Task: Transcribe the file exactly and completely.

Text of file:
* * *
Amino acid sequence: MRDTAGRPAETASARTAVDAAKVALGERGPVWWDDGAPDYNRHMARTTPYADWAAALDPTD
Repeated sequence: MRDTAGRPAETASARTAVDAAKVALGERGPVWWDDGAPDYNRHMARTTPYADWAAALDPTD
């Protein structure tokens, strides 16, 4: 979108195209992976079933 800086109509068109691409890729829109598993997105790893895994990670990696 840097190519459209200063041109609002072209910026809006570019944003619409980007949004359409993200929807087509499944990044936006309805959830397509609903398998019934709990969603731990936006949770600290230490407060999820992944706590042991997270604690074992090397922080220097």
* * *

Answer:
Amino acid sequence: MRDTAGRPAETASARTAVDAAKVALGERGPVWWDDGAPDYNRHMARTTPYADWAAALDPTD
Repeated sequence: MRDTAGRPAETASARTAVDAAKVALGERGPVWWDDGAPDYNRHMARTTPYADWAAALDPTD
């Protein structure tokens, strides 16, 4: 979108195209992976079933 800086109509068109691409890729829109598993997105790893895994990670990696 840097190519459209200063041109609002072209910026809006570019944003619409980007949004359409993200929807087509499944990044936006309805959830397509609903398998019934709990969603731990936006949770600290230490407060999820992944706590042991997270604690074992090397922080220097």